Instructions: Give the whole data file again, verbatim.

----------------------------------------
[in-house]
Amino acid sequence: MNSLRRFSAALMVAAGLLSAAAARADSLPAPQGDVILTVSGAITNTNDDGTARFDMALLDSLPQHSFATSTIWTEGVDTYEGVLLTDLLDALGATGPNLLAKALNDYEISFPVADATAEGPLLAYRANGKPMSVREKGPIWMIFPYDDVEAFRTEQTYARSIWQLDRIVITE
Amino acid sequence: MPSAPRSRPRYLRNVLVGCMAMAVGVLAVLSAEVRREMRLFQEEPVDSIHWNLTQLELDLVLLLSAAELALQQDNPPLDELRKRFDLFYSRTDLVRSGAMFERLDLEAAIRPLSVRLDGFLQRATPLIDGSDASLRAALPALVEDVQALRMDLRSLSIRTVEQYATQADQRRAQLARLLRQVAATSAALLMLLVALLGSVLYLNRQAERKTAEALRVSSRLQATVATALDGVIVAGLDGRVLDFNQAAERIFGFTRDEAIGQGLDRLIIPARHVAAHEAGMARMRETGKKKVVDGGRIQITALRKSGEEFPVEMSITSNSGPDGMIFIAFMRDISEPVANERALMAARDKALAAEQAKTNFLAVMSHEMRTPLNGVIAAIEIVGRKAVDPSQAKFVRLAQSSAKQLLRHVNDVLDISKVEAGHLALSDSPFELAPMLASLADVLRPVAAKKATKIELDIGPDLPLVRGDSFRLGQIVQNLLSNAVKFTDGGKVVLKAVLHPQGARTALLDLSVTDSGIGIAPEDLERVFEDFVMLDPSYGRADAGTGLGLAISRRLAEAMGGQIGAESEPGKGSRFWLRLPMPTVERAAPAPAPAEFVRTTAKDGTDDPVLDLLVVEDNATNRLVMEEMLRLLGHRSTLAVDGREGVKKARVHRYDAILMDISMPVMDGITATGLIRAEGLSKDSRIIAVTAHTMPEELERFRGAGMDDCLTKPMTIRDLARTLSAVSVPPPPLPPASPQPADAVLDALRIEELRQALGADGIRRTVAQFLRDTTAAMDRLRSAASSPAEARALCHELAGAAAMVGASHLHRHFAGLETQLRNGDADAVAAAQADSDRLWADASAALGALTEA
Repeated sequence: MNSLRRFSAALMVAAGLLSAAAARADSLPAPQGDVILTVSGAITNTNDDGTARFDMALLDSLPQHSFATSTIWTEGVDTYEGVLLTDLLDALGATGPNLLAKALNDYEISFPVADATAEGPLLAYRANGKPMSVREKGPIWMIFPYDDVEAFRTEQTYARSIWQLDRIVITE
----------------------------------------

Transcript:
[in-house]
Amino acid sequence: MNSLRRFSAALMVAAGLLSAAAARADSLPAPQGDVILTVSGAITNTNDDGTARFDMALLDSLPQHSFATSTIWTEGVDTYEGVLLTDLLDALGATGPNLLAKALNDYEISFPVADATAEGPLLAYRANGKPMSVREKGPIWMIFPYDDVEAFRTEQTYARSIWQLDRIVITE
Amino acid sequence: MPSAPRSRPRYLRNVLVGCMAMAVGVLAVLSAEVRREMRLFQEEPVDSIHWNLTQLELDLVLLLSAAELALQQDNPPLDELRKRFDLFYSRTDLVRSGAMFERLDLEAAIRPLSVRLDGFLQRATPLIDGSDASLRAALPALVEDVQALRMDLRSLSIRTVEQYATQADQRRAQLARLLRQVAATSAALLMLLVALLGSVLYLNRQAERKTAEALRVSSRLQATVATALDGVIVAGLDGRVLDFNQAAERIFGFTRDEAIGQGLDRLIIPARHVAAHEAGMARMRETGKKKVVDGGRIQITALRKSGEEFPVEMSITSNSGPDGMIFIAFMRDISEPVANERALMAARDKALAAEQAKTNFLAVMSHEMRTPLNGVIAAIEIVGRKAVDPSQAKFVRLAQSSAKQLLRHVNDVLDISKVEAGHLALSDSPFELAPMLASLADVLRPVAAKKATKIELDIGPDLPLVRGDSFRLGQIVQNLLSNAVKFTDGGKVVLKAVLHPQGARTALLDLSVTDSGIGIAPEDLERVFEDFVMLDPSYGRADAGTGLGLAISRRLAEAMGGQIGAESEPGKGSRFWLRLPMPTVERAAPAPAPAEFVRTTAKDGTDDPVLDLLVVEDNATNRLVMEEMLRLLGHRSTLAVDGREGVKKARVHRYDAILMDISMPVMDGITATGLIRAEGLSKDSRIIAVTAHTMPEELERFRGAGMDDCLTKPMTIRDLARTLSAVSVPPPPLPPASPQPADAVLDALRIEELRQALGADGIRRTVAQFLRDTTAAMDRLRSAASSPAEARALCHELAGAAAMVGASHLHRHFAGLETQLRNGDADAVAAAQADSDRLWADASAALGALTEA
Repeated sequence: MNSLRRFSAALMVAAGLLSAAAARADSLPAPQGDVILTVSGAITNTNDDGTARFDMALLDSLPQHSFATSTIWTEGVDTYEGVLLTDLLDALGATGPNLLAKALNDYEISFPVADATAEGPLLAYRANGKPMSVREKGPIWMIFPYDDVEAFRTEQTYARSIWQLDRIVITE